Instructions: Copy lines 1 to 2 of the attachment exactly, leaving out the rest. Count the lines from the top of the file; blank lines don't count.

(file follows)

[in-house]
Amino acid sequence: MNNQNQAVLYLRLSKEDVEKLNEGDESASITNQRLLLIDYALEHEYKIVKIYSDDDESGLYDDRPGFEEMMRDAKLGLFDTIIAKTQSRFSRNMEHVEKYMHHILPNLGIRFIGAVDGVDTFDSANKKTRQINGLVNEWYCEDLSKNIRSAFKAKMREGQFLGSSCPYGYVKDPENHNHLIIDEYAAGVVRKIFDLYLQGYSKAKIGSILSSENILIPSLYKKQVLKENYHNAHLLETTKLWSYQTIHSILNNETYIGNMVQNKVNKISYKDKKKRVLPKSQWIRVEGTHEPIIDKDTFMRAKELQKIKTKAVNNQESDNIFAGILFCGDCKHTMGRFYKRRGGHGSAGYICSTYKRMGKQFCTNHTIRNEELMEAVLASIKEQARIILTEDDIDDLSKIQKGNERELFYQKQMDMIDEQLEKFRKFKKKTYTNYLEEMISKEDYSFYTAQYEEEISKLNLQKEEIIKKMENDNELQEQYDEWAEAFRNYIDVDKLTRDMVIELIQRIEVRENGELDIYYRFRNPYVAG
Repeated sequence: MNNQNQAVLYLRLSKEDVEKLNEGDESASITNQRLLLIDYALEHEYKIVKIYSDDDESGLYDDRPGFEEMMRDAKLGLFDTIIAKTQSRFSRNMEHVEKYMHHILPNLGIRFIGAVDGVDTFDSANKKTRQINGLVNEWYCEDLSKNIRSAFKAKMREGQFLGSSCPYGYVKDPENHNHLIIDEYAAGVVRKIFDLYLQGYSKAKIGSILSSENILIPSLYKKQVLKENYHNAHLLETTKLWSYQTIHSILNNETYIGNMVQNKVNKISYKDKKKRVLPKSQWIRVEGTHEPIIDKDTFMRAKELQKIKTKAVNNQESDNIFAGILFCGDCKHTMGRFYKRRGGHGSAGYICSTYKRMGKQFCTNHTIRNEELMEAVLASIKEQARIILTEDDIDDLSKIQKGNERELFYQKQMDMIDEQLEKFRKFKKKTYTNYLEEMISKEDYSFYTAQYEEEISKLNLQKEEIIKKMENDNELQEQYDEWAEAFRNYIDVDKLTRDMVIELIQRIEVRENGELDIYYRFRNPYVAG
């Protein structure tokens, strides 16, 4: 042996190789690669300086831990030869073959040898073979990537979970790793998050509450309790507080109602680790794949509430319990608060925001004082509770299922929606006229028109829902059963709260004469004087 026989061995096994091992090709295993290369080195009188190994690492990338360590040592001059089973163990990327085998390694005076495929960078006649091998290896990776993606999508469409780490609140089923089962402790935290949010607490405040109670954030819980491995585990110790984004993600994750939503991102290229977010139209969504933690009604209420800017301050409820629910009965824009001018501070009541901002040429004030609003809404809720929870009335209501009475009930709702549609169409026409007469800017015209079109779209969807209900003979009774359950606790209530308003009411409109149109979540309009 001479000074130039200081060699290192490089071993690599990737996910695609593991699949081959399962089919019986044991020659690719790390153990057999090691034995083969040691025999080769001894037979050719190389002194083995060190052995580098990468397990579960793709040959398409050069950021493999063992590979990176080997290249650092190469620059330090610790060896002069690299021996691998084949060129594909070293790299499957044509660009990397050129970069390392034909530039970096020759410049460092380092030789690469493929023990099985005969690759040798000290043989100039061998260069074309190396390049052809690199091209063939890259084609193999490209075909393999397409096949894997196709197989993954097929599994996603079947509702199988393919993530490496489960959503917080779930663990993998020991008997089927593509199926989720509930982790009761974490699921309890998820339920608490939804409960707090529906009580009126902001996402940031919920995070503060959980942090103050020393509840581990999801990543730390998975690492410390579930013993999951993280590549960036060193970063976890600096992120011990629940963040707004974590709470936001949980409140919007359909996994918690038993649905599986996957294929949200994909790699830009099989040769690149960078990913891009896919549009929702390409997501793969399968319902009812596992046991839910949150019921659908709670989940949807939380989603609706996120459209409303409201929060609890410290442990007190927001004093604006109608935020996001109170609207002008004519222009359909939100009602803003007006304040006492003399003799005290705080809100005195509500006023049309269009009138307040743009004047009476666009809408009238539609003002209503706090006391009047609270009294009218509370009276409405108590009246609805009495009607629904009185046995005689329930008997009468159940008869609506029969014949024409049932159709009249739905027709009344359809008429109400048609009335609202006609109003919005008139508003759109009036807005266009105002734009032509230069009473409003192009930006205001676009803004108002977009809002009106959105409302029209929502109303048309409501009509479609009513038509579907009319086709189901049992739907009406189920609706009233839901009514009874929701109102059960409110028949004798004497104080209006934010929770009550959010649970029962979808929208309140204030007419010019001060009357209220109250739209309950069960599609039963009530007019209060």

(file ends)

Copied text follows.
[in-house]
Amino acid sequence: MNNQNQAVLYLRLSKEDVEKLNEGDESASITNQRLLLIDYALEHEYKIVKIYSDDDESGLYDDRPGFEEMMRDAKLGLFDTIIAKTQSRFSRNMEHVEKYMHHILPNLGIRFIGAVDGVDTFDSANKKTRQINGLVNEWYCEDLSKNIRSAFKAKMREGQFLGSSCPYGYVKDPENHNHLIIDEYAAGVVRKIFDLYLQGYSKAKIGSILSSENILIPSLYKKQVLKENYHNAHLLETTKLWSYQTIHSILNNETYIGNMVQNKVNKISYKDKKKRVLPKSQWIRVEGTHEPIIDKDTFMRAKELQKIKTKAVNNQESDNIFAGILFCGDCKHTMGRFYKRRGGHGSAGYICSTYKRMGKQFCTNHTIRNEELMEAVLASIKEQARIILTEDDIDDLSKIQKGNERELFYQKQMDMIDEQLEKFRKFKKKTYTNYLEEMISKEDYSFYTAQYEEEISKLNLQKEEIIKKMENDNELQEQYDEWAEAFRNYIDVDKLTRDMVIELIQRIEVRENGELDIYYRFRNPYVAG